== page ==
Dow Jumps 300 Points Despite U.S. GDP Shrinking For A Second Quarter In A Row—But Experts Say No Recession Yet
The stock market moved higher on Thursday despite U.S. economic growth contracting for the second quarter in a row, a significant recession indicator which spooked markets—though most experts argue that the economy is yet to fall into a true recession thanks to solid job growth and consumer spending.
Stocks moved slightly higher despite the gloomy economic outlook: The Dow Jones Industrial Average rose 1%, over 300 points, while the S&P 500 gained 1.2% and the tech-heavy Nasdaq Composite 1.1%.
New data from the Bureau of Economic Analysis indicated that the U.S. economy has fallen into a technical recession after GDP shrank at an annual rate of 0.9% in the second quarter (well below the 0.3% increase), following a 1.6% GDP decline in the first quarter.
While the latest data no doubt adds to ongoing fears of an economic downturn in markets—especially as the Federal Reserve continues to aggressively hike interest rates, many experts still argue that the economy is not yet in a full recession, citing the strong labor market and solid consumer spending.
“With solid job growth in the first half of the year, the economy didn’t look like it was in a recession,” says Comerica Bank chief economist Bill Adams, though he warns that the outlook for the rest of the year and into 2023 is a lot “dicier.”
Investors continued to assess the latest batch of second-quarter earnings on Thursday, with shares of Facebook-parent Meta falling nearly 6% after management warned of “weak advertising demand” amid the challenging economic environment.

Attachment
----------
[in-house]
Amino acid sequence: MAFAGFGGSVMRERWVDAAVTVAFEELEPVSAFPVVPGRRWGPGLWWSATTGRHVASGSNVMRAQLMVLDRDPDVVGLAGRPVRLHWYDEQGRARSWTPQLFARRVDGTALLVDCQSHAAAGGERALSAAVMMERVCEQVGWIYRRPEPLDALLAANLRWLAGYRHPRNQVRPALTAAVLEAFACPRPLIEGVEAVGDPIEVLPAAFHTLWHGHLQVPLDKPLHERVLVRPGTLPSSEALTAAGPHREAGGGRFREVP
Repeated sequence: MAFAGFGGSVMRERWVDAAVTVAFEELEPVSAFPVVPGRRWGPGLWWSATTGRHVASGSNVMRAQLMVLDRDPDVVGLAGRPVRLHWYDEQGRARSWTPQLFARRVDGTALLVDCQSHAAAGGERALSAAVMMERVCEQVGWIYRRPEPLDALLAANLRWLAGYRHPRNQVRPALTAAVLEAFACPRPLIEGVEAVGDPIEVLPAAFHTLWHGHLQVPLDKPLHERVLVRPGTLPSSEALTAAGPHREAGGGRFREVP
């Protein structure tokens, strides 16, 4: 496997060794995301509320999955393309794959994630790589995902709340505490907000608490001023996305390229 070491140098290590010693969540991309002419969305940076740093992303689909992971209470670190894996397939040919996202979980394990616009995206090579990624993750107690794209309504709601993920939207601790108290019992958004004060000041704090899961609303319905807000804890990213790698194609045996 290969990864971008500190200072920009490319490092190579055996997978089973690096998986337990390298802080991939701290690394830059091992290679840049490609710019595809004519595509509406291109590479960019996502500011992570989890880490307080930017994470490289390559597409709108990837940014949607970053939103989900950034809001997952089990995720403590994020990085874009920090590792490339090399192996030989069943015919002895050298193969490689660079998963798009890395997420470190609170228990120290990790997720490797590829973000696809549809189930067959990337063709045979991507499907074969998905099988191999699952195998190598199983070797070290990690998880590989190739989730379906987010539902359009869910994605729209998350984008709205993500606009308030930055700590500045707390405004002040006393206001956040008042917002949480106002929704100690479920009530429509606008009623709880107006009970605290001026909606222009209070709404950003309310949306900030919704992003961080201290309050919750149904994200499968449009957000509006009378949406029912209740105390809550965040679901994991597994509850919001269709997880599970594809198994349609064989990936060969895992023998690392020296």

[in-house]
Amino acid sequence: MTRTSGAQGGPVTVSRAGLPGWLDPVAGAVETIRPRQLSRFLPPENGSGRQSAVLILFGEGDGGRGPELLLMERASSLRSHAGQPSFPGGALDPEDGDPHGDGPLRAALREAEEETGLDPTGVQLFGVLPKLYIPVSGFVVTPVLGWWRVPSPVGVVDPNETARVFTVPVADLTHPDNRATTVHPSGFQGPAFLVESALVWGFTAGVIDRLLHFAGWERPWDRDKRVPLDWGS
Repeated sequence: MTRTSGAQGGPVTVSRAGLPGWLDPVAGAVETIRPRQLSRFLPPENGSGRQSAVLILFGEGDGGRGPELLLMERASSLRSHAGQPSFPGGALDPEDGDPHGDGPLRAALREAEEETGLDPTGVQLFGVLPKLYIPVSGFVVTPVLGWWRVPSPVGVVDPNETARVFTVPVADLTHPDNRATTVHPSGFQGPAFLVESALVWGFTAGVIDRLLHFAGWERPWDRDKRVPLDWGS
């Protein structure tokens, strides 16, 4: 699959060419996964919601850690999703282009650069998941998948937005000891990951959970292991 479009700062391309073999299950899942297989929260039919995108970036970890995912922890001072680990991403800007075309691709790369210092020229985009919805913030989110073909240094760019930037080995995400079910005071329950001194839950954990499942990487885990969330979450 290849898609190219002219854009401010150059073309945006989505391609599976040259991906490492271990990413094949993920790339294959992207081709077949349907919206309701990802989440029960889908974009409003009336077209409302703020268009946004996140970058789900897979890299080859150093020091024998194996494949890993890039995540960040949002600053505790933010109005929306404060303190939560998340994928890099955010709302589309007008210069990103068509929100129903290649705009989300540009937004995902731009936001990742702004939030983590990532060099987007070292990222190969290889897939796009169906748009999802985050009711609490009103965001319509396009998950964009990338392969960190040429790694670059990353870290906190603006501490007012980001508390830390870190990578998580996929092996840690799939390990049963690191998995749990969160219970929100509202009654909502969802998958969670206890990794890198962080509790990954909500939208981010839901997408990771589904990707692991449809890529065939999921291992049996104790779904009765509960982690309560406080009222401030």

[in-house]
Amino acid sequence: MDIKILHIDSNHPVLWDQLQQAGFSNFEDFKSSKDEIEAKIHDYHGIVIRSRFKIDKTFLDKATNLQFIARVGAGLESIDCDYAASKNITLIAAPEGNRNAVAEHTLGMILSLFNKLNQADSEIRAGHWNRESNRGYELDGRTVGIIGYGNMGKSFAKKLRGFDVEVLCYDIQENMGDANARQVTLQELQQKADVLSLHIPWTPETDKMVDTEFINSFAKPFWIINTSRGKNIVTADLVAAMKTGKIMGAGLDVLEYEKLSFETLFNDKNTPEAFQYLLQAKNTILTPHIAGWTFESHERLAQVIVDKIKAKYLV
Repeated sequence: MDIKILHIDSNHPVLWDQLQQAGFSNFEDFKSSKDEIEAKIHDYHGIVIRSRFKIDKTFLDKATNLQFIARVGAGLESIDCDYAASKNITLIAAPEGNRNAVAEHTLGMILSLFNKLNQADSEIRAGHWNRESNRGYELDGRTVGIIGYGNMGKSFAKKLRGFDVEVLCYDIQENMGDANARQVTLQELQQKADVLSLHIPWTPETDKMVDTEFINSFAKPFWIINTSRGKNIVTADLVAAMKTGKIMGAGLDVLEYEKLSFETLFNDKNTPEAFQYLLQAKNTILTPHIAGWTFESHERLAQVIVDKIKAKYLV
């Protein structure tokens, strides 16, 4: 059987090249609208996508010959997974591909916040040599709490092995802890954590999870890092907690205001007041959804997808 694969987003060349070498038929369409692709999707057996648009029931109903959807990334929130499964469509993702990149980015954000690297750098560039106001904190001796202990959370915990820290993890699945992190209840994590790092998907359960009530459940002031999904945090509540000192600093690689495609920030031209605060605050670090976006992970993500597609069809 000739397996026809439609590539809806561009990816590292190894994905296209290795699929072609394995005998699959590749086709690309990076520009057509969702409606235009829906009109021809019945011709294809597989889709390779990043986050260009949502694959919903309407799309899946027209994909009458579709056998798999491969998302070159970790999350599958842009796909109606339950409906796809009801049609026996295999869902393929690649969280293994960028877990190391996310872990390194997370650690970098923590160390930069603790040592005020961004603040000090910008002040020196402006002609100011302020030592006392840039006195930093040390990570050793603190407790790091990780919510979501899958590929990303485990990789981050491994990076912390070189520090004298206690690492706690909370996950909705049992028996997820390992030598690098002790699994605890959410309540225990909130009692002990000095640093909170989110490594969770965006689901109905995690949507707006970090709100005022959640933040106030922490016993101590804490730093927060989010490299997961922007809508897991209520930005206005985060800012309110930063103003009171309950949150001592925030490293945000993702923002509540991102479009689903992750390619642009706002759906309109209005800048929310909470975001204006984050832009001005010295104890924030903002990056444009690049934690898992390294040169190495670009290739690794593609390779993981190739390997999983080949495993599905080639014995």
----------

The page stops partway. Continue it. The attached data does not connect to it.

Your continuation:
Shares of Comcast fell nearly 10% after the company failed to add subscribers for the first time ever, while manufacturer Stanley Black & Decker saw its stock plunge 15% after management slashed its profit outlook.
Thursday’s mixed session followed solid gains on Wednesday, when stocks surged higher on the back of a widely expected 75 basis point interest rate hike from the Federal Reserve. In a press conference, Fed Chair Jerome Powell signaled that the central bank could slow the pace of rate hikes later this year if there are signs that inflation is starting to come down. Fed officials said that another 75 basis point increase is possible for September, though most experts expect 50 basis points.
It will be a “close call” whether the U.S. economy is able to “dodge recession” amid a multitude of headwinds from tightening monetary policy, high food and gas prices, a strong dollar and ongoing fears of an economic downturn, says Adams. “Another negative shock like an energy crisis in Europe this winter would be enough to push the U.S. into a recession,” he predicts.
What To Watch For:
Though LPL Financial chief economist Jeffrey Roach agrees “we are not in recession” as consumer spending remains “strong,” the latest data does have implications for Federal Reserve policy going forward, he argues. “The Fed will likely interpret this decline in real growth as confirmation to slow down the pace of rate hikes at the upcoming meetings,” which could “eventually mean smaller hikes in the near future.”